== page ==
Long Before They Were 'Apparent Muslims,' Sikhs Were Targeted In U.S.
Early one morning last weekend, Amrik Singh Bal, 68, was standing along a stretch of highway in Fresno, Calif., waiting for a ride to work. Two white menpulled up beside him, hollering obscenities out their window.
The Fresno Bee reports that Bal, who is Sikh, has a white beard and was wearing a blue turban, tried crossing the street to get away when the men in the truck pulled a U-turn and drove into him, knocking him to the ground. They got out, launched punches into Bal's face and body, then sped off into the morning fog.
Bal is one of dozens of Sikh Americans attacked in recent years. Some scholars estimate there are about 100,000 Sikhs in the U.S. and 25 million worldwide. They have roots in the Punjab region of South Asia and practice a monotheistic religion based on the 15th century teachings of an Indian guru. The , a nonprofit legal group, has analyzed more than 140 actual or suspected hate crimes against Sikhs in the U.S. between 2001 and 2012. The group says that this past December alone, it received a surge of calls from Sikhs seeking legal help— three times as many as during the same time in 2014.
The Washington Post's Peter Holley details a long string of attacks following Sept. 11 when Sikhs in America were attacked because their assailants mistook them for Muslims: the shootings at the Sikh temple in Oak Creek, Wis.; the beating of Inderjit Singh Mukker in a Chicago suburb after he was called "bin Laden"; the shooting of a Sikh store clerk in Grand Rapids, Mich., after he was accused of being a terrorist.
But while Sikh Americans have come under increased scrutiny in recent years owing to the misconception that they follow Islam, the history of Sikhs in America coming under attack begins long before the Sept. 11 terrorist attacks.
The first documented attack on Sikhs in the U.S. took place on Sept. 4, 1907, in Bellingham, Wash., a coastal city less than two hours north of Seattle. Three decades before, the Chinese Exclusion Act of 1882 banned Chinese citizens from coming to the U.S., and tension between whites and various other immigrant groups was mounting. ("Have We a Dusky Peril?" wondered the Puget Sound Americanthe year before the Bellingham attack.)
Just after midnight on Sept. 4, a mob of men descended upon the city's "Hindoo" immigrants, as some newspapers broadly referred to South Asians. (Newspapers of the day weren't particularly great at parsing minority identities or ethnicity.) "Religious Sikh men, who wore the dastar, a turban head covering that is a symbol of the Sikh faith, were especially targeted," Erika Lee writes in her book The Making of Asian America.
Most of the immigrants were Sikh men between ages 20 and 40 originally from Punjab. They had come to the States by way of Vancouver, B.C., traveling on British steamboats to Washington state to find work at lumber mills.
The mob — some newspapers at the time reported nearly 500 people — broke into the boardinghouses where Sikh workers were staying, pulling them from their beds and into the streets to beat them. Some of the Sikh men were robbed of gold and clothing, worth as much as $4,000 per man. The throng comprised white union men who worked in the lumber and milling industries and claimed the Sikhs were taking their jobs.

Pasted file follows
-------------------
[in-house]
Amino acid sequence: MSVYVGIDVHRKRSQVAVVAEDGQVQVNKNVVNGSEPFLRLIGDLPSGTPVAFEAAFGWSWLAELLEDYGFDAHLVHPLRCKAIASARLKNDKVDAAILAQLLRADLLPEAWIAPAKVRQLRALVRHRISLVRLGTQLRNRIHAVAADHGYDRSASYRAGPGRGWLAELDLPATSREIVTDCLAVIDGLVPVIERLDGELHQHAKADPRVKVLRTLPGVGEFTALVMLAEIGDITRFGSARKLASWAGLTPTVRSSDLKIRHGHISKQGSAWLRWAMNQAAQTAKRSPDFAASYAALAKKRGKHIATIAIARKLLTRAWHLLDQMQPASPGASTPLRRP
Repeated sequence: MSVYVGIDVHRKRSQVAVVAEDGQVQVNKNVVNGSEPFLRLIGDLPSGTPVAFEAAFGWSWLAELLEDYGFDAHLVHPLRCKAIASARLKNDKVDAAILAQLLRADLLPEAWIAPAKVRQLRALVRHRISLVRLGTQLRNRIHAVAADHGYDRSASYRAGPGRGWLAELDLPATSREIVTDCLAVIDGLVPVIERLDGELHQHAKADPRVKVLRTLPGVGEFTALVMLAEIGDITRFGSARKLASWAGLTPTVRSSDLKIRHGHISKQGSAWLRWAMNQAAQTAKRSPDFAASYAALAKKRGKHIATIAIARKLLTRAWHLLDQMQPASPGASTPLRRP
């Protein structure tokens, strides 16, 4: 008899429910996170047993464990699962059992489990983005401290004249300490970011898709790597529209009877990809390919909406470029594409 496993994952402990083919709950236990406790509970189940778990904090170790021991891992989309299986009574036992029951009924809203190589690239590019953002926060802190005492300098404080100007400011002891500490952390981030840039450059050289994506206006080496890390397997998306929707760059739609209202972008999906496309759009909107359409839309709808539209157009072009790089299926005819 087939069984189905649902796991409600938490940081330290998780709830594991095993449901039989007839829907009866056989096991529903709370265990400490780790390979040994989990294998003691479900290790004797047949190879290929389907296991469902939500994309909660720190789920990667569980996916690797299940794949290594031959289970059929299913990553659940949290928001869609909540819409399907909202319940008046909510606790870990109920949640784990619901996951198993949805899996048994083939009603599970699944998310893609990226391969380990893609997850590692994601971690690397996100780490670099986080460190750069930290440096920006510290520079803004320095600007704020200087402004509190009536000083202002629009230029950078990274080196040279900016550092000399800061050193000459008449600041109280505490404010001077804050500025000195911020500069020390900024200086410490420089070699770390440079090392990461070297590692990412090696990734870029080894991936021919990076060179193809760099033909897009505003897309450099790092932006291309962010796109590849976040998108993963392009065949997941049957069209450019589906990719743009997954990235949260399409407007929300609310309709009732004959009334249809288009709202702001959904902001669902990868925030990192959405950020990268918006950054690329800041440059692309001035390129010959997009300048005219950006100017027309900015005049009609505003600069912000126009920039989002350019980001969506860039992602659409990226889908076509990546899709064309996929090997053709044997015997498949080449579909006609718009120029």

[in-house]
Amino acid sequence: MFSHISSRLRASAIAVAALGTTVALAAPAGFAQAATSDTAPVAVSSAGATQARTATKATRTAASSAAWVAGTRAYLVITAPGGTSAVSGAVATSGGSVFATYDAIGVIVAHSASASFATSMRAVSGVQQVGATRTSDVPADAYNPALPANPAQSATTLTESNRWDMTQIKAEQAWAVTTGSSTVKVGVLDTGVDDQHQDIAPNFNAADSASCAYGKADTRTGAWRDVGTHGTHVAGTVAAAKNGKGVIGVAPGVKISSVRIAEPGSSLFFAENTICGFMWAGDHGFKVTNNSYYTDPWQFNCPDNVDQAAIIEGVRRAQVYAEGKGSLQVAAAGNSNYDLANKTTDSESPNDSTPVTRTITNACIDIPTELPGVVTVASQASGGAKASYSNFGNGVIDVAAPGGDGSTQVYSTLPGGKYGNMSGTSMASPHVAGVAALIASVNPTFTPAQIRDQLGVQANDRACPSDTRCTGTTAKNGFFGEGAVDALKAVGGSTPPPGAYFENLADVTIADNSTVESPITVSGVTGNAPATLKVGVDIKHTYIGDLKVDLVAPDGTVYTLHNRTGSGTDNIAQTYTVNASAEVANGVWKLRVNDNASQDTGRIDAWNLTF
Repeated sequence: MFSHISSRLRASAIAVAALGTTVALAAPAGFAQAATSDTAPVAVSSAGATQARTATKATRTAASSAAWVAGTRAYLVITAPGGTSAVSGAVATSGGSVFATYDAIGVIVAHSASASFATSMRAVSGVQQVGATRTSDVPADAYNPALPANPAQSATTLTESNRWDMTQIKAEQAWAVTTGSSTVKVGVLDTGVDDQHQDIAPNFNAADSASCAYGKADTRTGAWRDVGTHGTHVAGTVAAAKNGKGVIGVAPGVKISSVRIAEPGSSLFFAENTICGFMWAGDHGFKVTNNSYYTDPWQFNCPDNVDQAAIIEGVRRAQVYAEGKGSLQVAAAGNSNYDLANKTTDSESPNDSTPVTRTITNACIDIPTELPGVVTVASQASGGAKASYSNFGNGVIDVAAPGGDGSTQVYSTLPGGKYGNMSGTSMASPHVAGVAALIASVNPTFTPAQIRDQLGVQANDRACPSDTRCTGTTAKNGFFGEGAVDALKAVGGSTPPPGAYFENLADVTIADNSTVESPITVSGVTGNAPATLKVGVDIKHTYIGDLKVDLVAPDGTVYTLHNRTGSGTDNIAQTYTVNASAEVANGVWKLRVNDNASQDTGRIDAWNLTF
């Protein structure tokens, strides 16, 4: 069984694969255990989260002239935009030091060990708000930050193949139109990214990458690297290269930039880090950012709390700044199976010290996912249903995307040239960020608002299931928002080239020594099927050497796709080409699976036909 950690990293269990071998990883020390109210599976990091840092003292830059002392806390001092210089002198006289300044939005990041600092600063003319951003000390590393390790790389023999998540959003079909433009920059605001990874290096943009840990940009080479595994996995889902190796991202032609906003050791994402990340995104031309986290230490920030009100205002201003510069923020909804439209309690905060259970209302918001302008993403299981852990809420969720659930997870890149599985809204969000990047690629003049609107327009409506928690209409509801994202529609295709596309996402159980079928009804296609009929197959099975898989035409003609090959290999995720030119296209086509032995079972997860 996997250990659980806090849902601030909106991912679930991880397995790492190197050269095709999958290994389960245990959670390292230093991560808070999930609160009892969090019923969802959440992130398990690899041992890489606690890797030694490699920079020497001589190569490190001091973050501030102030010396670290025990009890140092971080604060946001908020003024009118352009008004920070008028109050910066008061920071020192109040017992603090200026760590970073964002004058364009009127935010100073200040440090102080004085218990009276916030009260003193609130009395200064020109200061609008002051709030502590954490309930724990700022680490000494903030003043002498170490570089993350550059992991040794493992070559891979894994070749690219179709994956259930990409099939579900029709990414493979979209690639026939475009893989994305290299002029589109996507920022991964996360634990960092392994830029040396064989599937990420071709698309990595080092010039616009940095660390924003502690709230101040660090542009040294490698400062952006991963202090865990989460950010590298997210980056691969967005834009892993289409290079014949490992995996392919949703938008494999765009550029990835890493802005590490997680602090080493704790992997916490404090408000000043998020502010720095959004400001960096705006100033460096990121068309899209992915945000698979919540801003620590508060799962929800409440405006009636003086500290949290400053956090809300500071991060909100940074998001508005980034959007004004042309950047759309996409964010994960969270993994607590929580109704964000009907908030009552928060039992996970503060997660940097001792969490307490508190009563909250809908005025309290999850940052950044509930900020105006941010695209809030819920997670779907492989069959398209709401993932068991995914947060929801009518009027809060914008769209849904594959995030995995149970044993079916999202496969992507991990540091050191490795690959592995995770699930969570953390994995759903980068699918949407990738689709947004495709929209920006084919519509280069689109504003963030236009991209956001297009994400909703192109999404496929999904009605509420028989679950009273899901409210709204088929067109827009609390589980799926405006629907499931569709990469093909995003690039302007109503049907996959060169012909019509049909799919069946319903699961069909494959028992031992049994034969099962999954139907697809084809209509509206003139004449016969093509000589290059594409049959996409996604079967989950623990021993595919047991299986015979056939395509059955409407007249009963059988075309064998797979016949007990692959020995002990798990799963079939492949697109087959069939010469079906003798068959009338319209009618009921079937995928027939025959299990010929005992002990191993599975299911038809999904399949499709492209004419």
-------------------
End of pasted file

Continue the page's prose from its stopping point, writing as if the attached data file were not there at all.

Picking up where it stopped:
The mob's message was clear: Get out of town.
Bellingham's leaders and police stepped in and had the Sikh men corralled in a jail under City Hall for the night — for their own safety, it was said.No witnesses came forward, and no one was ever charged. At the time of the beatings, there were reportedly nine police present, according to a new documentary, titled We Are Not Strangers, produced by a Sikh temple near Bellingham.
The Seattle Morning Times argued the incident was "not a question of race, but of wages" and like many newspapers of that time, commiserated with the union members:
"When men who require meat to eat and real beds to sleep in are ousted from their employment to make room for vegetarians who can find the bliss of sleep in some filthy corner, it is rather difficult to say at what limit indignation ceases to be righteous."
And so, fearing for their lives, hundreds of Sikhs fled Bellingham. Many went by train south to Seattle and Oakland; some, north to Vancouver, B.C., where similar riots awaited them.
In fact, just three days after the Bellingham incident, Lee writes in her book, "Vancouver was ripped apart by a related anti-Asian riot that swept through the Chinese and Japanese quarters and left destruction in its wake." In Seattle, a week after Bellingham, a wire report headlined "Hindus Attempt to Slaughter Swedes" tells the story of a bizarre bar fight between "20 Swedes and a hundred 'Hindus' [who were] recently from Bellingham." Midfight, the Swedes, joined by a policeman and a one-legged man, barricaded themselves in a saloon until the so-called Hindus fled.
News reports following these attacks elsewhere in the country were often gleeful. "Every Hindu mill employee in the city has quit work, and nothing will persuade them to remain," a wire service reported. "They are fleeing to more congenial pastures of the North like flocks of sheep."
Decades later, those "congenial pastures" remain elusive for Sikh Americans. From unnamed Sikhs who suffered attacks on "Hindoos" to Inderjit Singh Mukker or Prakash Singh or Amrik Singh Bal, all attacked in recent years for being "Muslim," the justifications may have changed, but the violence is much the same.
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